● How many “wise men” were there? If you look in the Bible you will nowhere find that it says there were three. The number is not given. The book “The Glory of Christmas,” on page 72, admits: “The brief account in Matthew . . . is the only mention of these Wise Men in the Bible. It does not name them, say where they came from or even how many there were.”
● When did the “magi” visit Jesus? Nativity scenes sponsored by church groups usually show the “magi” bringing their gifts to the newborn Jesus in a manger. But read the Bible account at Matthew chapter 2 for yourself. You will see that it says that, by the time the astrologers arrived, Jesus was a “young child” living in a “house.” (Matt. 2:11) It was only the shepherds who visited the babe Jesus in the manger.—Luke 2:12.
● Did God use a star to lead the astrologers to Jesus? Do not forget that God’s Word condemns astrology. (Isa. 47:13, 14) Remember, too, that the “star” seen by the astrologers led them first to wicked King Herod, who then ordered all the young boys in and around Bethlehem slaughtered in an effort to kill Jesus. Do these facts point to God or to his adversary, Satan the Devil, as the source of that moving “star”? God did indeed announce the birth of his Son, but he did so by means of an angel.—Luke 2:8-12.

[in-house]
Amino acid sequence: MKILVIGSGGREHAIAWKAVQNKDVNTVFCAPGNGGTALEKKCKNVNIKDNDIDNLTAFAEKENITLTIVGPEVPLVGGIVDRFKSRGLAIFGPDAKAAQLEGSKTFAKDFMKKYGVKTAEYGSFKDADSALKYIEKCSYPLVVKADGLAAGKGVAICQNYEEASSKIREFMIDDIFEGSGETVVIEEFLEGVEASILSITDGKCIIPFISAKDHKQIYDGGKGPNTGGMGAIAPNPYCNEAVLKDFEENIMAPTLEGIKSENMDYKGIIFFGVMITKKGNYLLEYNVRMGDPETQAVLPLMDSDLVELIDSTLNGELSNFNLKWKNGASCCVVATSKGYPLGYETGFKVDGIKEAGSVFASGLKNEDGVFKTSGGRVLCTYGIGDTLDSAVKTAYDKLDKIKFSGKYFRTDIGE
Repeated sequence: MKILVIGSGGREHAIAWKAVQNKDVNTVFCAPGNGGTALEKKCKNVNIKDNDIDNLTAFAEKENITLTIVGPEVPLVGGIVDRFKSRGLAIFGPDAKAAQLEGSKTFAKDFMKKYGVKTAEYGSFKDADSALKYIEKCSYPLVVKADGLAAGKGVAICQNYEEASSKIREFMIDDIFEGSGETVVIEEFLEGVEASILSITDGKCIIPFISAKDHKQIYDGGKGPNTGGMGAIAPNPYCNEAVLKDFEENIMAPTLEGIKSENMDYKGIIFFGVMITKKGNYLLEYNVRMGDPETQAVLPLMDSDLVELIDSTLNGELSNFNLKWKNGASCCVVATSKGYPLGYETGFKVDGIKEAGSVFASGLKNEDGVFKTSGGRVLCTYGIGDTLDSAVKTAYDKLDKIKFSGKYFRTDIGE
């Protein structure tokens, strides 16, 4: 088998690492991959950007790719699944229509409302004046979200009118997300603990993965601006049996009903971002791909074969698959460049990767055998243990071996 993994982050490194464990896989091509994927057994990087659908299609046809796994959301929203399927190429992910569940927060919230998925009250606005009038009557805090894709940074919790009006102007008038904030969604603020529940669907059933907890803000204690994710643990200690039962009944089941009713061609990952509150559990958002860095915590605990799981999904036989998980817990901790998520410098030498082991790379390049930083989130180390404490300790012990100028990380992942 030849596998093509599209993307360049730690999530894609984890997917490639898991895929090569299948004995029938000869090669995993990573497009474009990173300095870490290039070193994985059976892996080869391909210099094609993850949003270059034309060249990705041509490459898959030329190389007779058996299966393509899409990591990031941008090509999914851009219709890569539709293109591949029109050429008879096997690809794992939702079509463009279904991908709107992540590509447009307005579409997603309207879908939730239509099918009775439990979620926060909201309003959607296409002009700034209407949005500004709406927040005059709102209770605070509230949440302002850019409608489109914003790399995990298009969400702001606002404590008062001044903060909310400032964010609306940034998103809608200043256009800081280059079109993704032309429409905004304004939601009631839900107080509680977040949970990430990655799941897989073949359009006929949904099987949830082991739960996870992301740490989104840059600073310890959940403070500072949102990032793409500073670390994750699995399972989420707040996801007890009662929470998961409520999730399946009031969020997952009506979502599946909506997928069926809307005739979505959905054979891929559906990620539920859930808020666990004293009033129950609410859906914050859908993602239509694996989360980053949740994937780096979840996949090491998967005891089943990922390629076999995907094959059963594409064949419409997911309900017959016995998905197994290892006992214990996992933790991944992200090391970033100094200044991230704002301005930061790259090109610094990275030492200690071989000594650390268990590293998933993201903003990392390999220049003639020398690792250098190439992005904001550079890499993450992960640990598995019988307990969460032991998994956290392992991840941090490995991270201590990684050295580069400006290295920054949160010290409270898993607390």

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What Was Their Origin?
● The Christmas tree has its roots in paganism. Says “The Twelve Days of Christmas,” page 33: “The use of the fir (Tannenbaum) seems to have originated at the winter solstice celebrations of the pagan German tribes in the Black Forest.” “The Two Babylons” by Alexander Hislop points to origins all the way back in pagan Rome and ancient Babylon.
● Holly and mistletoe use in Christmas celebrations also has a pagan origin. Explains Funk & Wagnalls “Standard Dictionary of Folklore, Mythology and Legend,” Volume 1, page 501: “The use of holly in religious ceremonies is of considerable antiquity; probably its use as Christmas decoration was adapted by early Roman Christians from the Roman Saturnalia.”
This dictionary also notes in Volume 2, page 732. “Decorating the house with mistletoe at Christmas is often assumed to be a survival of the old druid oak cult. Frazer links the custom of kissing under the mistletoe with the license of the Greek Saturnalia. Others associate the practice with certain primitive marriage rites.”